If you were looking for a great, central place to establish as your home base for the next 48 hours, we highly recommend Casa Gracia at the very top of Passeig de Gràcia. The old bank is extremely central and easy to find, and has tons of great shops and boutiques just a stone’s throw away.

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Casa Gracia served as the location of Mariah Carey's viral Hostelworld ad. IMAGE: Carla de Guzman IMAGE: Carla de Guzman

SATURDAY

10 a.m. Late Breakfast at Buenas Migas

Recommending a meal at a Buenas Migas is the equivalent of recommending lunch at a Coffee Bean, but it doesn’t mean that the food isn’t a great place to have breakfast. Their focaccia breads are filling and not too pricey, and you can live happily off the eggplant parmesana. If you’re in for a hot day, order their brewed iced teas, or have a caffe con hielo. If you were staying at Casa Gracia, you’re likely to mix and mingle with the locals (and their dogs!) at the corner of Passeig de Gràcia and Carrer de Bonavista.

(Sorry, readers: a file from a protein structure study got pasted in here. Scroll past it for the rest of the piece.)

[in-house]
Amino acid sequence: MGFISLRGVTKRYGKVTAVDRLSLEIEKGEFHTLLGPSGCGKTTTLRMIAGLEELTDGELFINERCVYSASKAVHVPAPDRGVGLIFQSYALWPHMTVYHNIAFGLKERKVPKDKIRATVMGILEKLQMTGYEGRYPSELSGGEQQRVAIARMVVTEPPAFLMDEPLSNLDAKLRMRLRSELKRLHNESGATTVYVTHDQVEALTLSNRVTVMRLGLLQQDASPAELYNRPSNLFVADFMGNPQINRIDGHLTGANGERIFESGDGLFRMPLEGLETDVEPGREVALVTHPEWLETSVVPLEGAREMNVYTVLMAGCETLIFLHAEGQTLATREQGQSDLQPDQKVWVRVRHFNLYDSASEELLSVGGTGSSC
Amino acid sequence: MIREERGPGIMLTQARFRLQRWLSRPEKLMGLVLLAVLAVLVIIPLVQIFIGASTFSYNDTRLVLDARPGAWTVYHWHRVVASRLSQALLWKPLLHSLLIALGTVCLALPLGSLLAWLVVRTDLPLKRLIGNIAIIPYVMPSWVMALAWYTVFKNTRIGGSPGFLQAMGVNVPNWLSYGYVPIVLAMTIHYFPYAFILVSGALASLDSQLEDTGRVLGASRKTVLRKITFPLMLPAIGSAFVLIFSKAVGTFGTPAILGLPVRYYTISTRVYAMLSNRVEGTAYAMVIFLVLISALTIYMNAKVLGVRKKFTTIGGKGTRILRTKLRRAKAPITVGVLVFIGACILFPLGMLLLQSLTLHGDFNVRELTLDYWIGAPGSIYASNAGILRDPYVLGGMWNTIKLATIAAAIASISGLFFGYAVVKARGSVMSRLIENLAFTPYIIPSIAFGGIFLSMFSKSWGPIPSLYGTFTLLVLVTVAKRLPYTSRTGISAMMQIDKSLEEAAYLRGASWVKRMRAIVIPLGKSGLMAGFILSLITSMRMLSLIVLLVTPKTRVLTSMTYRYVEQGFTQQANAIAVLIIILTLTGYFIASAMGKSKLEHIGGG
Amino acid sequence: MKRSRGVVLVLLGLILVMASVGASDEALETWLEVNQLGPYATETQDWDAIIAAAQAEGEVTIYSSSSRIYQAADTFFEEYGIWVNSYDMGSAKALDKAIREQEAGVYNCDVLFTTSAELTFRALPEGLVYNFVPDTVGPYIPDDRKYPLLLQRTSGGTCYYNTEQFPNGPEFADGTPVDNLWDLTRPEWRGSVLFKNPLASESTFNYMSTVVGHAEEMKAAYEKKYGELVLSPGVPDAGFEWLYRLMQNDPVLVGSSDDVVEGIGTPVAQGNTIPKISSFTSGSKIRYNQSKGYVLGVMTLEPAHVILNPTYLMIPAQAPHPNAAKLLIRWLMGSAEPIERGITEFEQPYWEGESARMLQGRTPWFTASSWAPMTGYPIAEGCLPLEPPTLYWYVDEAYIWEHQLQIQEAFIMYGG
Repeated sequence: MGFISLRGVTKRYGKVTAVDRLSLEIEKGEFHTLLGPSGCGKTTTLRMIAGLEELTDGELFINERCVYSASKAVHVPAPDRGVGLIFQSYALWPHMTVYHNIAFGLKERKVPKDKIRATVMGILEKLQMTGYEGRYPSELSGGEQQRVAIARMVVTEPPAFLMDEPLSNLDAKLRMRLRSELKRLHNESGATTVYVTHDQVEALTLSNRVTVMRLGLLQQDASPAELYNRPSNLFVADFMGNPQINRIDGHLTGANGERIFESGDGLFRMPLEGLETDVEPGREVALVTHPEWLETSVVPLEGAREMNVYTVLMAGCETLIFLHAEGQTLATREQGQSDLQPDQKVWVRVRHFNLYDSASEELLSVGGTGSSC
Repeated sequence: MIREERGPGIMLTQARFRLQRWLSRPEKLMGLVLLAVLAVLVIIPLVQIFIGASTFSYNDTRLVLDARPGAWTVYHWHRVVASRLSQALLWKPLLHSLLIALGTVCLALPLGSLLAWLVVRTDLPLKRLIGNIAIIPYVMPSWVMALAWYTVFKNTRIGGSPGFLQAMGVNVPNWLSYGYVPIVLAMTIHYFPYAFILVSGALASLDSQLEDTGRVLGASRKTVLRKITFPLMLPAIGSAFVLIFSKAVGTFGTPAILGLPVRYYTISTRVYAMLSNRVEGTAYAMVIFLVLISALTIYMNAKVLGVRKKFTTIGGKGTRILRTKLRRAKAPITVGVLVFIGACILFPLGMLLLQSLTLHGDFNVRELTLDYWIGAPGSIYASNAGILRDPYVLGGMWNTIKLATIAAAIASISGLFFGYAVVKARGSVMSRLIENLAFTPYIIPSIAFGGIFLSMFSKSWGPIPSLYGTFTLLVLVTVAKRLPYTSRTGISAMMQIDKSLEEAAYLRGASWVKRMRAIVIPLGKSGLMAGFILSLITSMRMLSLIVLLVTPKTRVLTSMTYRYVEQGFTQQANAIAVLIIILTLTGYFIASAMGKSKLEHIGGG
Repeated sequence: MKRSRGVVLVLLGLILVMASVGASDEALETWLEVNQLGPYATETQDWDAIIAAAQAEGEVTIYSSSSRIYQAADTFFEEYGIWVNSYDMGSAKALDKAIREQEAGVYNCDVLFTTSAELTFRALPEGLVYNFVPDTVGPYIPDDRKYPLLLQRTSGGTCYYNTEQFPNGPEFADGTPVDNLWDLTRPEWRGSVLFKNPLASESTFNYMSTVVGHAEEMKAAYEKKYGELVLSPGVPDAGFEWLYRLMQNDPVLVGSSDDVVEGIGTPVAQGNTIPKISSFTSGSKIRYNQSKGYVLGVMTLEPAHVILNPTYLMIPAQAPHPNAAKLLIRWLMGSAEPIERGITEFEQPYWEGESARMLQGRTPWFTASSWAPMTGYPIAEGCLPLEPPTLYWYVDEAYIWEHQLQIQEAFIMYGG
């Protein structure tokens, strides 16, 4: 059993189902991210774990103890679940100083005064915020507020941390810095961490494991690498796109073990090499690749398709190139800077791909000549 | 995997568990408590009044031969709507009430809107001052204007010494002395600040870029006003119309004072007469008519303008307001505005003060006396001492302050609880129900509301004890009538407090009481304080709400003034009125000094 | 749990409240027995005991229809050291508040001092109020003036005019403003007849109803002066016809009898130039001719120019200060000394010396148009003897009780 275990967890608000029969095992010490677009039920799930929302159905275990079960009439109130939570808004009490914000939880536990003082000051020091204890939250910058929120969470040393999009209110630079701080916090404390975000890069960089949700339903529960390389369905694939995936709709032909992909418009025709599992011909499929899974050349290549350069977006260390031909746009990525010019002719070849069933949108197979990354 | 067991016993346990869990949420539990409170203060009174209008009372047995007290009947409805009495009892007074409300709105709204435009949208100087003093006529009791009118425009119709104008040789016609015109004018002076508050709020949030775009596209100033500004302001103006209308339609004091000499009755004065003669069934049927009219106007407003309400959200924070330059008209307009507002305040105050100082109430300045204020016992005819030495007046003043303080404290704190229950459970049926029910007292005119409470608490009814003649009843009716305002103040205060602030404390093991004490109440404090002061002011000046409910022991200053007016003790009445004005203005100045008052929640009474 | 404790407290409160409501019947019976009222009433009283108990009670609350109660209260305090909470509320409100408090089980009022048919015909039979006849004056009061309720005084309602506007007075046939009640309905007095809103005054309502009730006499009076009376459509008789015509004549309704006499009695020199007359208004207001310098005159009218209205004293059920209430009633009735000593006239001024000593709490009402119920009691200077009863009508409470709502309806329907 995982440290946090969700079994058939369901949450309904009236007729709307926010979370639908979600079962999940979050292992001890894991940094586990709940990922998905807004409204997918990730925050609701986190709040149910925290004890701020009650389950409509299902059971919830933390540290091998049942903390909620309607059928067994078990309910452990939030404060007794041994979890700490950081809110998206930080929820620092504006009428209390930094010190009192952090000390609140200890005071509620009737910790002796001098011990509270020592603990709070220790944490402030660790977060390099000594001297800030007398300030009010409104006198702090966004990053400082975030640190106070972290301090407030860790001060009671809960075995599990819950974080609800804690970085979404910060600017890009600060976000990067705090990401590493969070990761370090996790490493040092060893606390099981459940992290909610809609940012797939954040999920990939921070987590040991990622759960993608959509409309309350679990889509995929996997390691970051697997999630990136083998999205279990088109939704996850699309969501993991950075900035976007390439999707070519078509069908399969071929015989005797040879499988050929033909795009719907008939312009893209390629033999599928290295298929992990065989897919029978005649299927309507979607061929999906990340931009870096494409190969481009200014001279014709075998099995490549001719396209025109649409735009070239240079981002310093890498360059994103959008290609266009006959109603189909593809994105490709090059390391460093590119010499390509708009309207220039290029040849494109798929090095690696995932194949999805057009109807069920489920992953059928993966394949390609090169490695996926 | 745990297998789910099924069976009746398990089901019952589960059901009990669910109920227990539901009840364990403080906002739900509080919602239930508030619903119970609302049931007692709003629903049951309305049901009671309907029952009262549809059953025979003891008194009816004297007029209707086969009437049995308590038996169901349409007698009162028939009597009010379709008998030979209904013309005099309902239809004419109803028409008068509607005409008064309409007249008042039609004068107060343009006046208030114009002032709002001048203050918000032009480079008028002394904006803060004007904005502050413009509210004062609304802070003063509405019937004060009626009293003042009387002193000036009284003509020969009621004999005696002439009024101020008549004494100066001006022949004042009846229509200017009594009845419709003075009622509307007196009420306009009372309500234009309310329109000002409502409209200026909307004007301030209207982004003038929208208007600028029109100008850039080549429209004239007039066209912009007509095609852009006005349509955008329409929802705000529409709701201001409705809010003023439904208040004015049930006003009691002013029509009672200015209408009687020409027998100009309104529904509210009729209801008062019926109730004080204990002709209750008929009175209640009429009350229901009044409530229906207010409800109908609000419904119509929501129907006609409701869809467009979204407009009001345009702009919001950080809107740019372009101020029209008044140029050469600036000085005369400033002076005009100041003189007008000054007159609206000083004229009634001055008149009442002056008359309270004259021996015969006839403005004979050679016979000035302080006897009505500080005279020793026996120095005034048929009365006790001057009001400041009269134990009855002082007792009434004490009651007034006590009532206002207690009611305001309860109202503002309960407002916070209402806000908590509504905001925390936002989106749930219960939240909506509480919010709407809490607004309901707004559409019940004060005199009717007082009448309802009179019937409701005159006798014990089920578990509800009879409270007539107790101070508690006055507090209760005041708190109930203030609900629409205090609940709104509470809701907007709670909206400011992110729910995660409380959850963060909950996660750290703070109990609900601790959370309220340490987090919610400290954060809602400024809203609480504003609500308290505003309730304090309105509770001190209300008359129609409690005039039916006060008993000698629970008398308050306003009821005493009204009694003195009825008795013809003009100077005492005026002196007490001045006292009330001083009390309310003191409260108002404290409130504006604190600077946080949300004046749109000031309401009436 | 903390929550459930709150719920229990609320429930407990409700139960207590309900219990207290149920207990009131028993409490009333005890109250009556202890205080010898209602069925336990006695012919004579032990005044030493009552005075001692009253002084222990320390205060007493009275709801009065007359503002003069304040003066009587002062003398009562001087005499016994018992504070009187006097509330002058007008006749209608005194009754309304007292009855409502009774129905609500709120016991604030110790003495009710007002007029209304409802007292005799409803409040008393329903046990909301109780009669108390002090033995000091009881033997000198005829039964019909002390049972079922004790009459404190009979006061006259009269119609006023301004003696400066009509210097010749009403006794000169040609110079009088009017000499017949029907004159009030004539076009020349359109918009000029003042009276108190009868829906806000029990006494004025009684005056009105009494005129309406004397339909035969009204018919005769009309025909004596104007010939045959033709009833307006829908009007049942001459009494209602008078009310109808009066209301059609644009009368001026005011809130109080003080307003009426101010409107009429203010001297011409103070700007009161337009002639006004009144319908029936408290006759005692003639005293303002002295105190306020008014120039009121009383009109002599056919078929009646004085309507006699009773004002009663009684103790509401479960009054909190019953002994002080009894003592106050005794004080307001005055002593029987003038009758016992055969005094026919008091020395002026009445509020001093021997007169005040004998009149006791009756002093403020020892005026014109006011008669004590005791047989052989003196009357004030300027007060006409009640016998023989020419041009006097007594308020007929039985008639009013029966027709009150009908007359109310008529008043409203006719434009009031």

For those a little more judicious with their coffees, Onna Coffee has the crown for having the best coffee in the Gràcia district. A short walk from Casa Gracia on Carrer de Santa Teresa, the small coffee shop packs a punch, with their specialty brewing methods and their excellent latté freddo. 

12 n.n. Meet with Picasso

If you’re brave enough to take the bus, the 39 on Pau Claris-Mallorca stops at Pg. Picasso-Princesa. Or else, take a taxi and get dropped off at the small passageway leading to the Picasso Museum Barcelona. The museum is housed in an old medieval palace, which explains the extremely narrow streets and tall walls. Pickpockets abound in this area, so take caution.